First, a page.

The Athenian temple was partly destroyed on 26 September 1687.
The 15-year ‘Great Turkish War’, an effort to oppose the expansion of the Ottoman Empire into Europe, was made up of many more minor conflicts, including the Morean War between Venice and the Ottomans, in which the future Venetian doge and fêted Captain-General Francesco Morosini was given orders to capture Athens and its environs from the Turks.
The Acropolis, nevertheless, proved a troublesome target. The Turks were dug in on the summit, having heavily fortified the precipitous site. Much of the Turkish population now lived on and around the monuments and in various ancient buildings.
Pericles’ Propylaea was still in ruins following the explosion of a powder magazine kept there in 1656, while the Erectheum was a harem. Instead, the Parthenon presented Morosini with the most logical target as he pulled up his artillery on the Philipappus Hill.
Despite the earlier destruction of the Propylaea, the Parthenon was being used by the Turks as a gunpowder store, possibly in the belief that the sheer weight of history protected this extraordinary survivor from the Classical Age.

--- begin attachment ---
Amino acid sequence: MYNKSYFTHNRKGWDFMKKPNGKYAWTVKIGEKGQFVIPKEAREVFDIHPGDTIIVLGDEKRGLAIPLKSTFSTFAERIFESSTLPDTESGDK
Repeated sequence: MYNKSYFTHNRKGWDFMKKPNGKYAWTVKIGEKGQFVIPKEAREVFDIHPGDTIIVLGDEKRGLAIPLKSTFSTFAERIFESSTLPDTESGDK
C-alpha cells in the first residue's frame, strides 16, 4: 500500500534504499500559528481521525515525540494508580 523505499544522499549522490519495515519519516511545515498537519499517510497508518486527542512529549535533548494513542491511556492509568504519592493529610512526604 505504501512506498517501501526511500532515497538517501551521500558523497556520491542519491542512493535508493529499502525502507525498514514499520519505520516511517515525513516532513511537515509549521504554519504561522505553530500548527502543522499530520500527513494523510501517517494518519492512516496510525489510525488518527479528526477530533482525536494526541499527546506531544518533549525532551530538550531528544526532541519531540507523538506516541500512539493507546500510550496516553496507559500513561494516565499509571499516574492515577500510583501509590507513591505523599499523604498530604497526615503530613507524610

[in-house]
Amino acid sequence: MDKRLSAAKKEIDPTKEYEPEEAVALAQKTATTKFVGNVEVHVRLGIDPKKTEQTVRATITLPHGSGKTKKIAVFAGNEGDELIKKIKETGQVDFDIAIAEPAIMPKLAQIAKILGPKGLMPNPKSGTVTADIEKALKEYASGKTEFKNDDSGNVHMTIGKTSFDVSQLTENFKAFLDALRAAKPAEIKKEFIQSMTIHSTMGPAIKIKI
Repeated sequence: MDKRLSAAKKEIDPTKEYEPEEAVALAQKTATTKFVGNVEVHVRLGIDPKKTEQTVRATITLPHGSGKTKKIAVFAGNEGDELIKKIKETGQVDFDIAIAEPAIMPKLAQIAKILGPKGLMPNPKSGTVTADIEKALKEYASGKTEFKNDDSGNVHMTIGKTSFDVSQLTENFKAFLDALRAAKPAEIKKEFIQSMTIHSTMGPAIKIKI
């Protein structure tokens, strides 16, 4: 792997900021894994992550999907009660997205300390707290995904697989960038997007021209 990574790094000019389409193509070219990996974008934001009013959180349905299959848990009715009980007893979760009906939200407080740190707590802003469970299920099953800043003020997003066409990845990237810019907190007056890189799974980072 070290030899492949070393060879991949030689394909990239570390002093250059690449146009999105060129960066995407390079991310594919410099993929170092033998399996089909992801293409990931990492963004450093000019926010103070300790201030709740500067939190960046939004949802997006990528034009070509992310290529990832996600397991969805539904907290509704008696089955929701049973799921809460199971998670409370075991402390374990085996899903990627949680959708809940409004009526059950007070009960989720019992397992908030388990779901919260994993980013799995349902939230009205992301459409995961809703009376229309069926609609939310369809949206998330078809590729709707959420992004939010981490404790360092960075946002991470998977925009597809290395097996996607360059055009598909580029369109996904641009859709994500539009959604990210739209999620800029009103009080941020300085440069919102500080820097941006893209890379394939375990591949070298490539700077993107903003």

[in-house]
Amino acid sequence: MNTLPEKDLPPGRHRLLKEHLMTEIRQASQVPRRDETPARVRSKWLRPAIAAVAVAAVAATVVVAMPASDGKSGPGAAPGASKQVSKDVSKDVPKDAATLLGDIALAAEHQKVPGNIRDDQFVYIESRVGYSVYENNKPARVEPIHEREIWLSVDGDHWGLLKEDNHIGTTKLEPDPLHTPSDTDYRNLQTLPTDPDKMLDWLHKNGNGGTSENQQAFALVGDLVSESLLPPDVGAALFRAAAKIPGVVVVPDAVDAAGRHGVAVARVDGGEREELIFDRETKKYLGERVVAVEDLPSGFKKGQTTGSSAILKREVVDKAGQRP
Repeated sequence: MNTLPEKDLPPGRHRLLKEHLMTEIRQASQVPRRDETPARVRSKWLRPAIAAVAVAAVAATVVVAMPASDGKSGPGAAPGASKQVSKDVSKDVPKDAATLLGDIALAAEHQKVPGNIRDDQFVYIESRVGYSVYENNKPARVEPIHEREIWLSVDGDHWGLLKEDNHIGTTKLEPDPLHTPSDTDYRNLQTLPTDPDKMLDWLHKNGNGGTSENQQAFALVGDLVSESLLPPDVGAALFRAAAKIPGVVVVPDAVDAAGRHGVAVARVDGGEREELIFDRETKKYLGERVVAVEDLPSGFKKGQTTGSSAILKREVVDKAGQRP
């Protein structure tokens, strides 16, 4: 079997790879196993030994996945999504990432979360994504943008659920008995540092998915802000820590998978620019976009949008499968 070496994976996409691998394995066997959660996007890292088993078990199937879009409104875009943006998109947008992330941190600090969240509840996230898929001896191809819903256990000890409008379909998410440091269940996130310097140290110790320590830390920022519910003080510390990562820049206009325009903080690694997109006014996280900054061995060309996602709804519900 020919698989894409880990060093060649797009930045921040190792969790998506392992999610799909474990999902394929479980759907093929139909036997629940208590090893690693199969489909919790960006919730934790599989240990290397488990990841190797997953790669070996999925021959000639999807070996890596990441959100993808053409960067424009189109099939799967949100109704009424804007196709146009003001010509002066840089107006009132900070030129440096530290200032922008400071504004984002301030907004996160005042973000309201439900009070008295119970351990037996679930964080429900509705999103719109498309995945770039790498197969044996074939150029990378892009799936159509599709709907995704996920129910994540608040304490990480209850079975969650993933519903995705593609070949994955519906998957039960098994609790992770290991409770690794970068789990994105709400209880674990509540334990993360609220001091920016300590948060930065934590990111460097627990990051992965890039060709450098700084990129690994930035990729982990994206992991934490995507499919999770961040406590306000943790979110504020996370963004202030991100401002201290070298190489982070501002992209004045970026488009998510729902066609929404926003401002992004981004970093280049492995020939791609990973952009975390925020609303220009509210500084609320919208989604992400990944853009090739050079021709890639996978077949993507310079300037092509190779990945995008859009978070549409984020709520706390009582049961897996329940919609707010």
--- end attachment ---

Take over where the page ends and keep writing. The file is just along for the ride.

This was not the case. On 26 September 1687, Morosini fired one round, scoring a direct hit on the powder magazine inside the Parthenon.
The subsequent explosion caused the cella to collapse, blowing out the central part of the walls and bringing down much of Phidias’ frieze. Many columns also toppled, causing the architraves, triglyphs and metopes to tumble down.
Morosini later expressed the shot as ‘fortunate’. Over 300 defenders were killed, and fire swept through the Turkish settlement, leading to his recapture of the city.
A year later, however, the Venetians were forced to abandon the site as a new Turkish army approached. They considered blowing up the remains of the Parthenon to prevent its further military use but, thankfully, decided against the plan.